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Manchester Evening News
Manchester Evening News
Ariane Sohrabi-Shiraz & Ethan Davies

'I queued for an hour to visit Clarkson's farm shop - the burger van was better'

Thousands of people flocked to take a look inside Jeremy Clarkson's Diddly Squat Farm Shop when it reopened last month.

It coincided with the release of the second season of his Amazon Prime TV show Clarkson's Farm, which subsequently became one of the most watched shows in the UK.

Having seen the farm shop's journey on the show from when it was opened in 2020, The Mirror's Ariane Sohrabi-Shiraz was intrigued to see what it looked like now and what was drawing so many people to the Cotswolds destination. Here's what she made of the trip...

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I travelled to the Diddly Squat Farm Shop, which is located in Chipping Norton on the edge of the farm Clarkson himself owns, on a Thursday morning hoping to beat the afternoon rush. Travelling by taxi from Kingham Station, I passed an already full car park, with several vehicles forced to park on the road. According to the driver it's always busy in these parts – particularly on Saturdays.


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At 10.30am on a Thursday I didn't expect there already to be a queue across the field – but it appears I wasn't the only one who wanted to see what the farm shop had to offer. I did the same ritual as everyone else – posed for a picture in front of the Diddly Squat sign before joining the back of the queue, which was getting longer by the minute as more people started to arrive.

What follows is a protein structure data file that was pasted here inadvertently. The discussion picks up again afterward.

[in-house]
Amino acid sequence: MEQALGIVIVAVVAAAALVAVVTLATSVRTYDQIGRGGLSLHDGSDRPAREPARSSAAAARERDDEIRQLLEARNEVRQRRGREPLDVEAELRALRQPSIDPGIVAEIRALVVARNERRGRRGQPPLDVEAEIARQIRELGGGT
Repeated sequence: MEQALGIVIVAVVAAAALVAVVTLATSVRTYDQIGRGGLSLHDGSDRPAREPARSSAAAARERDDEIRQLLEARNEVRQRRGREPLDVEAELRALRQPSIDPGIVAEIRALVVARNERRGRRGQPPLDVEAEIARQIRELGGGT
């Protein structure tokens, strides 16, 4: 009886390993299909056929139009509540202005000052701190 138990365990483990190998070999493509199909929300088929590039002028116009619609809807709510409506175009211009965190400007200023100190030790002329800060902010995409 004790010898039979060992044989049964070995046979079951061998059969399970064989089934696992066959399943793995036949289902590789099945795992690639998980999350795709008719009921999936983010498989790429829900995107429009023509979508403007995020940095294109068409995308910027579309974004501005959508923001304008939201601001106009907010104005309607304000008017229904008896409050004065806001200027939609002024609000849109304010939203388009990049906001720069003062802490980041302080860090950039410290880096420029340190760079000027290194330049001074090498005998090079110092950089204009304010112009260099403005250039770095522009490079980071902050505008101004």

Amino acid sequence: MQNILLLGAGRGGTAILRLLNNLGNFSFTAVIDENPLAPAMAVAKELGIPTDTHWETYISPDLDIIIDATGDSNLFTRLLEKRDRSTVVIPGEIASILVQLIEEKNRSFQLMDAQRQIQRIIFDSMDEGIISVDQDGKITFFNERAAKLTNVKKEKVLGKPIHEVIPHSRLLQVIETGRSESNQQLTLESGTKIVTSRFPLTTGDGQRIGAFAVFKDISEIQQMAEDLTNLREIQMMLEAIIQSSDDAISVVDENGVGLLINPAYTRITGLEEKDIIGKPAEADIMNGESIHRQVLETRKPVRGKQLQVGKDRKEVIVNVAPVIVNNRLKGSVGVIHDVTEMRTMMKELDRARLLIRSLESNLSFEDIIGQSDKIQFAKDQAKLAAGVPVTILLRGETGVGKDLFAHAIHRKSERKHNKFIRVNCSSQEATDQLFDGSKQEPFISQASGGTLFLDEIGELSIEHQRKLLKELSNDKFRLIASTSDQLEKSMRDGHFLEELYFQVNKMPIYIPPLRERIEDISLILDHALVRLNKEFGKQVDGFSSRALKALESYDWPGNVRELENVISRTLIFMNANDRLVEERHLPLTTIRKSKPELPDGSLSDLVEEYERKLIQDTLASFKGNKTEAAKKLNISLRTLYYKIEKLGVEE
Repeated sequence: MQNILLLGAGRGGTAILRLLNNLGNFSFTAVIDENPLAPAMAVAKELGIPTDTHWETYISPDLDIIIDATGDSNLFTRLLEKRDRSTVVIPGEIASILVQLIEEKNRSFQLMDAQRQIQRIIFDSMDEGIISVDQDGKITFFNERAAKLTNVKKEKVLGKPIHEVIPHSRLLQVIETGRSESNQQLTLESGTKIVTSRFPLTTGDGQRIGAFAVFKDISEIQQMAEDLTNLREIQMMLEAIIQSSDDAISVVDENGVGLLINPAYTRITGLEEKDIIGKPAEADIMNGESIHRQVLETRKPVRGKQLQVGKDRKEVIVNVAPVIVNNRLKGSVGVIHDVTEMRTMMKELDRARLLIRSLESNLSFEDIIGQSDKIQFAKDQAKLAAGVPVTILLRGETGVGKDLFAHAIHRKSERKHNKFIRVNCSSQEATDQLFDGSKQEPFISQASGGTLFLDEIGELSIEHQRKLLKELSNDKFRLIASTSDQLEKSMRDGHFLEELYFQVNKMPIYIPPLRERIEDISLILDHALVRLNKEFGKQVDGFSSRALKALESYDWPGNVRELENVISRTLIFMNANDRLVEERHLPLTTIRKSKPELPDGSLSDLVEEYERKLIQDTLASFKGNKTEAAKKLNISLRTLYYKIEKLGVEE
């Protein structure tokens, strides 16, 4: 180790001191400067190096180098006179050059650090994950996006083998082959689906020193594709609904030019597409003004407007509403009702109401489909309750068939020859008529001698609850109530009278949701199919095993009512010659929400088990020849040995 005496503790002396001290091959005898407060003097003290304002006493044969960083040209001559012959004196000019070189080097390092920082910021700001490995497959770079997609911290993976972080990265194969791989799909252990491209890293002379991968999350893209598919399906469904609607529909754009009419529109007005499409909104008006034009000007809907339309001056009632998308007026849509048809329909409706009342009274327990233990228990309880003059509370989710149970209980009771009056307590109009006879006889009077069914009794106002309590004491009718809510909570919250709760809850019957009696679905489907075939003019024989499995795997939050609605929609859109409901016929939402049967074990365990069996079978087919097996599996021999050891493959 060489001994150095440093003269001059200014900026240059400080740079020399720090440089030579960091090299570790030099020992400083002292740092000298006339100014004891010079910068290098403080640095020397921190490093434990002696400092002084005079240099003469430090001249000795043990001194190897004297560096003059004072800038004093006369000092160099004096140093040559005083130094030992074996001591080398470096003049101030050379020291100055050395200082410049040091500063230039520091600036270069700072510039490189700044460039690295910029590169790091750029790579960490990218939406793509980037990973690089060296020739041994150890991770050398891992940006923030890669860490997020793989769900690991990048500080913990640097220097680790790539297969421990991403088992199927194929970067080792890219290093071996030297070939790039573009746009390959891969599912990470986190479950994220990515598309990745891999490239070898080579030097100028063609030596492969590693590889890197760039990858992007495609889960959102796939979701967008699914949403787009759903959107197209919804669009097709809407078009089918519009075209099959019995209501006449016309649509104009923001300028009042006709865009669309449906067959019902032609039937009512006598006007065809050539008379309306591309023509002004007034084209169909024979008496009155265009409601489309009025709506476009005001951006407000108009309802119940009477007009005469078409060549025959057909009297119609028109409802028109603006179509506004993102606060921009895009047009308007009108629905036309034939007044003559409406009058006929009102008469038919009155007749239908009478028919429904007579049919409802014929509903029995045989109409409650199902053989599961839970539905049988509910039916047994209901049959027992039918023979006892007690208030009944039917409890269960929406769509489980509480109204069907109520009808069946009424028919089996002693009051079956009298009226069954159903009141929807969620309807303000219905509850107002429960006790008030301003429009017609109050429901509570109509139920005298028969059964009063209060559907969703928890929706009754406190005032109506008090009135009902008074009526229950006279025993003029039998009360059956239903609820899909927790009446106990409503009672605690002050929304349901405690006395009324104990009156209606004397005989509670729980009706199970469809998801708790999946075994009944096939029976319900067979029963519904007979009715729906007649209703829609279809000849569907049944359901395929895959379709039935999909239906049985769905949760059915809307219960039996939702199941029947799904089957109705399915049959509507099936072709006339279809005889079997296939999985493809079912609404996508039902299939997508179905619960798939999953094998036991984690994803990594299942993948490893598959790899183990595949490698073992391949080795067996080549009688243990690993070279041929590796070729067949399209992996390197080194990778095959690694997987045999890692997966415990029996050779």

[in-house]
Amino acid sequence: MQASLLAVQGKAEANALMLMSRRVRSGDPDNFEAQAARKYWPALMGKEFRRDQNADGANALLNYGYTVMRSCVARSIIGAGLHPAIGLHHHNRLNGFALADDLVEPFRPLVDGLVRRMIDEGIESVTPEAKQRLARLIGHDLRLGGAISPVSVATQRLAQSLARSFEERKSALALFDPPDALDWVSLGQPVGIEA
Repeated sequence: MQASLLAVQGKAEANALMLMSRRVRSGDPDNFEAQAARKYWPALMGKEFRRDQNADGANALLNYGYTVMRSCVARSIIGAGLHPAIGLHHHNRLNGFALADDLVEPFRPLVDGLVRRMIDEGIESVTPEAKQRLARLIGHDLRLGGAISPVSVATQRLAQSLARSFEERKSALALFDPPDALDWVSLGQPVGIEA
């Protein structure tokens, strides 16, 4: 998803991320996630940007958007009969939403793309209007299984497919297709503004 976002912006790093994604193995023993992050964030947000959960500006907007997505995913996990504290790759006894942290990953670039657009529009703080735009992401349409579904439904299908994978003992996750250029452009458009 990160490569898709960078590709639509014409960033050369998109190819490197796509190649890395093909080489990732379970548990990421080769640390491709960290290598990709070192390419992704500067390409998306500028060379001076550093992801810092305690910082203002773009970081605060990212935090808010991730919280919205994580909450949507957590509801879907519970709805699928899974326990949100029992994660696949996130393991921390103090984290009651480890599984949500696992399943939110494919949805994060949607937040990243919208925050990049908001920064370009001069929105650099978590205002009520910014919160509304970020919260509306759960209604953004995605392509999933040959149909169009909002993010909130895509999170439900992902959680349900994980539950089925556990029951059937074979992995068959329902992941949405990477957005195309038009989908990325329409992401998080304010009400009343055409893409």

One thing I wasn't prepared for was how slow-moving the queue would be. Clarkson's farm itself spans 1,000 ares, but the shop is tiny, so it takes a long time to get to the front.

In true Clarkson-fashion, one of the signs I shuffled past painfully slowly said: "I'm from Yorkshire and therefore don't like spending money. That's why the Diddly Squat Farm Shop isn't big enough and because it's so small, that's why you're not standing in a queue, reading this. I'm so sorry. But I promise we have plans to do something about it, so the next time you come, everything will be better."

Customers queue to get into Jeremy Clarkson's Diddly Squat Farm Shop near Chadlington in Oxfordshire (PA)

As you queue you can spot several signs like these, as well as hundreds of markings on the side of the wooden building where people have written their names and where they have come from. After an hour spent trying to entertain myself by reading the signs and the casual vandalism, I realised the queue behind me had tripled.

An hour after joining the queue I finally entered the adorable farm shop – but the line didn't stop there. When you enter the shop, you're basically just still in the queue all the way to the till. According to the website, Diddly Squat is a "small barn full of good, no-nonsense things you'll like". Its goods are all produced on the farm or nearby in the Cotswolds.